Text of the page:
Yours and Owls Festival: Day 1
30th September, 2017
Stuart Park, Wollongong NSW
Feat: Trophy Eyes, City Calm Down, Donny Benet Showband, The Preatures, Dune Rats, Northlane and more.
It’s spring once again in Wollongong (probably for the rest of the southern hemisphere too) and that can only mean that outdoor music and schmoes drinking at the beach will soon overrun your cities. Kicking off this festival season in all of its pageantry and flair is Yours and Owls, snowballing into an even bigger incarnation than last year, which was, if I might say, spectacularly large. The event really is gaining traction: there is a the marked increase in international acts travelling to the humble ‘Gong, as well as an addition of an entire extra stage for those up and comers. Wowee. So get your duct tape, get your glitter, and get your dodgy wristband on. It. Is. Party time.
Kicking off the festivities (for me anyway) was the overwhelmingly popular Trophy Eyes. I say that because every man and his dog loves this outfit, or at least has heard brilliant things about them; the latter applying for myself. So it was quite a shock when song after song was played that sounded like bonus tracks off any Violent Soho/Blink 182 record. Not being a huge fan of punk rock probably works against me for this one, but I really find it hard to quantify this sort of success. Their rampant fame could possibly be attributed to their lyrics, which whilst hard to hear, I’ve been told are quite emotionally driving and poignant, so the band have that deep, emotive pull working in their favour. Whatever it is that is so appealing for Trophy Eyes seems to work anyhow, as the crowd was heartily singing along and tackling each other right up until the band stopped playing.
Next up is a band that was recommended to me by a friend who said that City Calm Down sounded like Joy Division. But what he failed to mention is that when he said “like” he meant “same vocal stylings, but none of the personality.” I do really like that deep gravelly croon though, it sucks you in and kind of transports you to a slower plane of time where it’s perfectly fine to wave your hands around your body in slow motion. This sort of aspect works exceptionally well in a personal setting, like their own concert partnered with a subtle light show, but fails to really do anything in a festival setting, where at 5pm, half the crowd is falling all over themselves and the other half is thinking of how “fuckin’ sick” Northeast Party House will be in about half hour. The crowd was shaken out of their reverie with City Calm Down’s last song, the inclusion of “Jonno and Finn” on saxophone and trumpet injecting a much needed boost into the band’s overall stage presence and added a unique layer into their sound. If you ask me, they should be mainstays on any future productions.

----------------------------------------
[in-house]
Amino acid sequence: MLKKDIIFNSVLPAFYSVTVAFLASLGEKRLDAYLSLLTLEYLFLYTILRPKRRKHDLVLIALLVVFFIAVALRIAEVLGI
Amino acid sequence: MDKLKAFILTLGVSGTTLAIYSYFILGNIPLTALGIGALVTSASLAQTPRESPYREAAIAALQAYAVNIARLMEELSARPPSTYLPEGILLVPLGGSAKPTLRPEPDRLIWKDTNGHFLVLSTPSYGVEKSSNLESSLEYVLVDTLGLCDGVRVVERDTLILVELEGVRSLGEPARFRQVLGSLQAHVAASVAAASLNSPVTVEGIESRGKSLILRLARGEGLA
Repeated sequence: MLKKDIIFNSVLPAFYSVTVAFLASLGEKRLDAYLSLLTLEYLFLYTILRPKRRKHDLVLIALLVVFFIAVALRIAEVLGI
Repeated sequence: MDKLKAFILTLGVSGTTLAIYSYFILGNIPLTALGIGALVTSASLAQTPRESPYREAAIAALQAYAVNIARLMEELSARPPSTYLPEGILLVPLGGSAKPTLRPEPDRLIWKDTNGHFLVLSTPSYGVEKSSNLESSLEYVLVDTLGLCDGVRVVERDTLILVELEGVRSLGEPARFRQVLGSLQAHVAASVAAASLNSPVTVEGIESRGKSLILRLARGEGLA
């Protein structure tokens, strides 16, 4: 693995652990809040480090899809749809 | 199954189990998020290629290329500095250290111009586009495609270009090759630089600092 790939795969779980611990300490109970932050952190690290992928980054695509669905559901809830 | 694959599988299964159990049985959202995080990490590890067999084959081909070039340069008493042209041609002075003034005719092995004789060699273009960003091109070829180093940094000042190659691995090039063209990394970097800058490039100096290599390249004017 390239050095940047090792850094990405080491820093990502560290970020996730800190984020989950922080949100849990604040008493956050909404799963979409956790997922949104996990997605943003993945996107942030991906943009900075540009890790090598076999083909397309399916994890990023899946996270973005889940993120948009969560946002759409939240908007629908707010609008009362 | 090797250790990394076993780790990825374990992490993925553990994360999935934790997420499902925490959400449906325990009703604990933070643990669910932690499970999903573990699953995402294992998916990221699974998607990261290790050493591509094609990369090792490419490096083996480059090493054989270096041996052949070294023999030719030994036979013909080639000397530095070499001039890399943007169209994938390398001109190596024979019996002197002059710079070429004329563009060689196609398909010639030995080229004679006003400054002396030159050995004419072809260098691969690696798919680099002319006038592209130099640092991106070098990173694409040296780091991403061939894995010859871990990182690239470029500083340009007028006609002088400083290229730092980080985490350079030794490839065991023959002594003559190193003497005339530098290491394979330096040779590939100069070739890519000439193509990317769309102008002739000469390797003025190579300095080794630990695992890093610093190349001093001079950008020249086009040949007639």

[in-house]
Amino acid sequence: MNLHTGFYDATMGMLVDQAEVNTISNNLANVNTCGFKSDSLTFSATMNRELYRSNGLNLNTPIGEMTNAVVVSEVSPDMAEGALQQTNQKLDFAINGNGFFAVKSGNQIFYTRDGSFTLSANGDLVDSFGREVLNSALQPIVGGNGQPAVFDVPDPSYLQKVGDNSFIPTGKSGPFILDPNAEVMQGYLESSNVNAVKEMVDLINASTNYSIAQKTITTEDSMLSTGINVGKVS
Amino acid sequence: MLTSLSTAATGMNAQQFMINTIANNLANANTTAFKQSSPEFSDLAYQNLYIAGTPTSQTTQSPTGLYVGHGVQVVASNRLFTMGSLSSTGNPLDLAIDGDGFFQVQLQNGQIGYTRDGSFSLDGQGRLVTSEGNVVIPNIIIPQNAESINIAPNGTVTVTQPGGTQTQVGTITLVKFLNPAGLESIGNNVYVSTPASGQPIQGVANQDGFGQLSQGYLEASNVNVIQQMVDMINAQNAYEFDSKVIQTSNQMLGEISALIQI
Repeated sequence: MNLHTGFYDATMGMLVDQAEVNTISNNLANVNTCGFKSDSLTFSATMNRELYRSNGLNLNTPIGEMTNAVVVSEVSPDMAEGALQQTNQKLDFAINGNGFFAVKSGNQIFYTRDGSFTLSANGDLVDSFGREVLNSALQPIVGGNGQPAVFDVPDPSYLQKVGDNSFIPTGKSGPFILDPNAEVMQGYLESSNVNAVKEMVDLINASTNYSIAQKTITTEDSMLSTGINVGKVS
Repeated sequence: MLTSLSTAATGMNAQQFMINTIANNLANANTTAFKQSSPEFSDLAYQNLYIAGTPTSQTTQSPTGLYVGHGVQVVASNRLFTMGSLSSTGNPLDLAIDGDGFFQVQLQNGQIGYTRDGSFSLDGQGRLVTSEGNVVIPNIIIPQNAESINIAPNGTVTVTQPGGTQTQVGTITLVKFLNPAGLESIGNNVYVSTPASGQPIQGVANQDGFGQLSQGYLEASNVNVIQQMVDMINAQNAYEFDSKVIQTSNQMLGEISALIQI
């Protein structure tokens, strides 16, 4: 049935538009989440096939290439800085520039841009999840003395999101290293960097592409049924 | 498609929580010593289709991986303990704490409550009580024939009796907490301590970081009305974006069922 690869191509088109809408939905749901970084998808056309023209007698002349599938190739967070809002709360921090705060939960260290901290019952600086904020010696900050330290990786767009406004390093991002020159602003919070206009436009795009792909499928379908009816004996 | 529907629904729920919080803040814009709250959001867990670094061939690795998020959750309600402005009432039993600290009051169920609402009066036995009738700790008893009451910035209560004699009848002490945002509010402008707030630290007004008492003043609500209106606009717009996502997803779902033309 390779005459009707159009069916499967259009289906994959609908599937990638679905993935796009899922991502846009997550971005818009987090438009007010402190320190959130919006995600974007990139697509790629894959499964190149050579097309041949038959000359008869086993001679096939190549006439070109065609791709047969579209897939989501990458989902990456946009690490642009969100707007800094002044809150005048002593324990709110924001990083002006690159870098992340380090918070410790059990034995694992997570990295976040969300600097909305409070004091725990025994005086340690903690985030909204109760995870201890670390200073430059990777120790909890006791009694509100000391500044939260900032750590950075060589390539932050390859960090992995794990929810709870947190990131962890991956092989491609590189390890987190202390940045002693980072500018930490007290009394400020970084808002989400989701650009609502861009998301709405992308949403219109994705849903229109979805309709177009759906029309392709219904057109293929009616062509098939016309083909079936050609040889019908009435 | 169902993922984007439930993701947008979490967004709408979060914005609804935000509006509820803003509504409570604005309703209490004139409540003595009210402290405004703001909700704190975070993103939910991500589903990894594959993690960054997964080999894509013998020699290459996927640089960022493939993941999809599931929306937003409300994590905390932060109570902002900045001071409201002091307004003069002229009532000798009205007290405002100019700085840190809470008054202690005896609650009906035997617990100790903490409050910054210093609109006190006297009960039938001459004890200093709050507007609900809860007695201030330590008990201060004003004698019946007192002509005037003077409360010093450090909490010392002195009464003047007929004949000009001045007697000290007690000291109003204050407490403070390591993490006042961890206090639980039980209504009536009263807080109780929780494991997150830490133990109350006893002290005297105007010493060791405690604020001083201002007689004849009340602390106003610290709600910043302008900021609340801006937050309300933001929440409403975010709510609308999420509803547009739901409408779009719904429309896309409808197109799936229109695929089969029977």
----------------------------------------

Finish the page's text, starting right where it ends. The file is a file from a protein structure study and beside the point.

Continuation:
The best thing about festivals is walking around and finding new acts that you’ve heard nothing about. It’s exactly how I became a huge Uncle Acid and the Deadbeats fan, and how I discovered He Is Legend in the good ol’ days of Soundwave. I was buffeted with nostalgia for those moments when I stumbled onto Donny Benet Showband. Sporting a hideous pink suit over the most casual of white tees, the eponymous frontman looked out of place amongst his dapper compadrés, but that did not stop the show from roaring ahead. Bass laden grooves, Sade-esque 80s rhythm and one smooth saxophone player combined to deliver the most entertaining show I could listen to all day. Absolute gems like ‘Working Out’ and ‘Sophisticated Lover’ show off the interplay between the keys and bass, before the sax’ takes front and centre, blowing everybody’s mind and pants to the ground. New single ‘Konichiwa’ even saw a number of (decidedly more attractive) dopplegangers take to the stage and pepper the crowd with cannoli. What else could you wish for?